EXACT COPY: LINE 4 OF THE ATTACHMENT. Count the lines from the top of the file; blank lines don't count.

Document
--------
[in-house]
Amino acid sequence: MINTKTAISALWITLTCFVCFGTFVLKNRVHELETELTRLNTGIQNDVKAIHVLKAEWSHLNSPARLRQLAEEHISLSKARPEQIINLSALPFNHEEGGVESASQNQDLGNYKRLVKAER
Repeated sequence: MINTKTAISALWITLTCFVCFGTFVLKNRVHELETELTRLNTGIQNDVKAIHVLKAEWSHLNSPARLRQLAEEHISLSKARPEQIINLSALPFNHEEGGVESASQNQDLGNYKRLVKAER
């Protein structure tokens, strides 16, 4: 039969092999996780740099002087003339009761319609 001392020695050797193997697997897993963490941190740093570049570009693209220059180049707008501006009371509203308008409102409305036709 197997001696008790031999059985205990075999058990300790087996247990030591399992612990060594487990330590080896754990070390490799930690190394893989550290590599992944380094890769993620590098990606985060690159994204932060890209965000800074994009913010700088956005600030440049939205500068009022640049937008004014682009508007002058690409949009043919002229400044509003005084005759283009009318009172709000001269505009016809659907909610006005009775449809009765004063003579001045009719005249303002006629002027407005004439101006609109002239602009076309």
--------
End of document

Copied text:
């Protein structure tokens, strides 16, 4: 039969092999996780740099002087003339009761319609 001392020695050797193997697997897993963490941190740093570049570009693209220059180049707008501006009371509203308008409102409305036709 197997001696008790031999059985205990075999058990300790087996247990030591399992612990060594487990330590080896754990070390490799930690190394893989550290590599992944380094890769993620590098990606985060690159994204932060890209965000800074994009913010700088956005600030440049939205500068009022640049937008004014682009508007002058690409949009043919002229400044509003005084005759283009009318009172709000001269505009016809659907909610006005009775449809009765004063003579001045009719005249303002006629002027407005004439101006609109002239602009076309």